The 2016-2017 term, which concluded on Monday, opened with eight justices and every expectation that, after Hillary Clinton was elected, the Court’s balance would soon tilt liberal for the first time in four decades. Then Donald Trump won, Neil Gorsuch was appointed to fill the late Justice Antonin Scalia’s seat, and the Court once again had a five-member conservative majority. The Court had fewer headline-grabbing cases this term than in prior years, but it nonetheless decided several important cases—certainly enough for Gorsuch to show his colors, which thus far are deep red. As Adam Liptak of The New York Times has noted, the Court was more united than ever this term, largely because, with eight justices for much of the time, it strove to achieve consensus by deciding cases narrowly.… Seguir leyendo »
Tangled in self-inflicted chaos, President Donald Trump has been unable to accomplish much during his first four months in office. His signature executive orders have been stymied by the courts; his legislative efforts have stalled; and now he faces a special counsel investigating him over the Russia affair. But Trump’s attorney general, Jeff Sessions, is another story. Even amid the scandal of the firing of FBI director James Comey—an action in which Sessions himself had a central part—Sessions has quietly continued the radical remaking of the Justice Department he began when he took the job.
On May 20, Sessions completed his first hundred days as attorney general.… Seguir leyendo »
Last week, we learned that, only months into the job, the official in charge of the military courts system at Guantánamo Bay was stepping down, after judges ruled he had interfered in proceedings. The appointment of an interim replacement was the sixth change of leadership for the tribunals since 2003.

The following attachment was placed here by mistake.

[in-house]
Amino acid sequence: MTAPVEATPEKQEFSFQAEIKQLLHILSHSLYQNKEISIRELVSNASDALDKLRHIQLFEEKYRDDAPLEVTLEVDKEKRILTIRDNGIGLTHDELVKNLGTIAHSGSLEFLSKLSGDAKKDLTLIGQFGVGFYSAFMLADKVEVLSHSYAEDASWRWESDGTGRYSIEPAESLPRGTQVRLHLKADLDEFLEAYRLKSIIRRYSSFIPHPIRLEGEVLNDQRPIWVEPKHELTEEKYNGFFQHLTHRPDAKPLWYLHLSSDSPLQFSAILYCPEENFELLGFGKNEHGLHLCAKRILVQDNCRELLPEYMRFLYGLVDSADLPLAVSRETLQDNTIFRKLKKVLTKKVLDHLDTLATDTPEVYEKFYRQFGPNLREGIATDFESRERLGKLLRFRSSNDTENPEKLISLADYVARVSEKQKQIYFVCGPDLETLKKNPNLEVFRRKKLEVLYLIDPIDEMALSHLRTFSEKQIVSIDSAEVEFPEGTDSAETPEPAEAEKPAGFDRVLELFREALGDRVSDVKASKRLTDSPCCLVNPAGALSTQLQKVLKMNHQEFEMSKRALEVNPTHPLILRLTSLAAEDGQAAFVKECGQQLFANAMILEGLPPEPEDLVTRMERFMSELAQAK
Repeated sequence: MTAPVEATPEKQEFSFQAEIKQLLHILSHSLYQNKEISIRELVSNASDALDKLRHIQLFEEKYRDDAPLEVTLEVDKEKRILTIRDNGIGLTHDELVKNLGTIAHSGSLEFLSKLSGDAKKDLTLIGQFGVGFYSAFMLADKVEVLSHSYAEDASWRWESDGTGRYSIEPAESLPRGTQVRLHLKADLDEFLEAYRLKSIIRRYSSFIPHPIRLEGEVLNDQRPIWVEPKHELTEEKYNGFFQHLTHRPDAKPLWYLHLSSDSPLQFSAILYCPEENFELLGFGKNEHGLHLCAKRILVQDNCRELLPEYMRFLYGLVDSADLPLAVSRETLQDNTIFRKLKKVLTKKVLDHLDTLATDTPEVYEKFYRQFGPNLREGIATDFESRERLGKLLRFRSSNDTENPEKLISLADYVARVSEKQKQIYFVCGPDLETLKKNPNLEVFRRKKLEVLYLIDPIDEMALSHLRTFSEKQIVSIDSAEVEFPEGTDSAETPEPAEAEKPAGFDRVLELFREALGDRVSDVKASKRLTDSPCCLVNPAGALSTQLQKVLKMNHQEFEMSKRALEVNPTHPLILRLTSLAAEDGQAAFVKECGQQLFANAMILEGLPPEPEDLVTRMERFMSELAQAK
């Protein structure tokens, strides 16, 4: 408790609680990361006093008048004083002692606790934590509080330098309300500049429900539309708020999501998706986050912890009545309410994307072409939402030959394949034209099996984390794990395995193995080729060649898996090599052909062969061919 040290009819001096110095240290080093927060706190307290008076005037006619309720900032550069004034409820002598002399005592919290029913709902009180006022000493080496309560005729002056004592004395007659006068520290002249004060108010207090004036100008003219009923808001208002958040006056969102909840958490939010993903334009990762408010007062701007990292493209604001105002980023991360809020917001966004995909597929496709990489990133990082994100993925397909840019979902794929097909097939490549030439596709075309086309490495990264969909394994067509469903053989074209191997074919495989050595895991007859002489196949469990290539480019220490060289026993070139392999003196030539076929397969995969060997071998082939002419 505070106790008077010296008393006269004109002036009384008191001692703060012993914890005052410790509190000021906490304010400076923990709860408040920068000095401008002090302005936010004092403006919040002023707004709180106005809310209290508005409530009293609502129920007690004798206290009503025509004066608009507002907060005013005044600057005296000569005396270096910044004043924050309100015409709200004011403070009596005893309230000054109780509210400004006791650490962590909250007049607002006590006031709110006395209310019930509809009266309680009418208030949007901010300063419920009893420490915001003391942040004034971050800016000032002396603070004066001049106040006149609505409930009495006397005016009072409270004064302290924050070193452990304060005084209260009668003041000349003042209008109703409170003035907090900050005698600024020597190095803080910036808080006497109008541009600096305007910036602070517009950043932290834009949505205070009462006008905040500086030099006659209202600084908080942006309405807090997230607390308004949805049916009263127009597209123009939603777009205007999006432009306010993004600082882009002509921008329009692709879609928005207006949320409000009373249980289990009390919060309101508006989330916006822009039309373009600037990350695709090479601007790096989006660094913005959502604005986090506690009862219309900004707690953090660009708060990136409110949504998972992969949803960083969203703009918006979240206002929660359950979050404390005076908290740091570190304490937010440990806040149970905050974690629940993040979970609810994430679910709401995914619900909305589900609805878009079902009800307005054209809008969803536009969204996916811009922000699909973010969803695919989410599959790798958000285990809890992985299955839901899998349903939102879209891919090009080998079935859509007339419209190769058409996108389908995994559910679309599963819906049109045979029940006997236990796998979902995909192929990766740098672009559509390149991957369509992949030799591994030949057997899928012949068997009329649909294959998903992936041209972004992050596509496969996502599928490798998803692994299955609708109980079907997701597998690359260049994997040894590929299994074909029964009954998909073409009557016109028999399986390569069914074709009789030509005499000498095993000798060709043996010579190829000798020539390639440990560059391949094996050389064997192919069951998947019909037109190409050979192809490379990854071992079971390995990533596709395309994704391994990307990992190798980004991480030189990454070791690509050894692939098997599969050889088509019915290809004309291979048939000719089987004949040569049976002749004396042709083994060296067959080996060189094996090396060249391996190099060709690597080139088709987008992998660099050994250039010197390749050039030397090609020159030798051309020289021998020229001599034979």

This is yet another setback for the military commissions, as they tackle two of their highest-profile cases: the joint trial of the chief planner of the 9/11 attacks, Khalid Shaikh Mohammed, and four alleged co-conspirators, and the trial of Abd al-Rahim al-Nashiri, accused in the bombing of the American destroyer Cole.… Seguir leyendo »
Nearly eight years ago, 14 men arrived at Guantánamo after years in Central Intelligence Agency custody. Since then, only one has been tried and convicted with the case upheld on appeal. That was Ahmed Ghailani, a Tanzanian national who received a life sentence for his role in the 1998 bombings of the American Embassies in Kenya and Tanzania that killed 223 people. Mr. Ghailani was tried in federal court in New York, and he is serving his sentence in a federal prison in the United States. His 13 comrades from the C.I.A. detention and interrogation program are still in limbo at Guantánamo, where justice for them and the families of their victims remains elusive.… Seguir leyendo »
En unos cuantos terrible segundos, la estrella juvenil Justin Bieber hizo el trabajo de su abogado Roy Black mucho más difícil.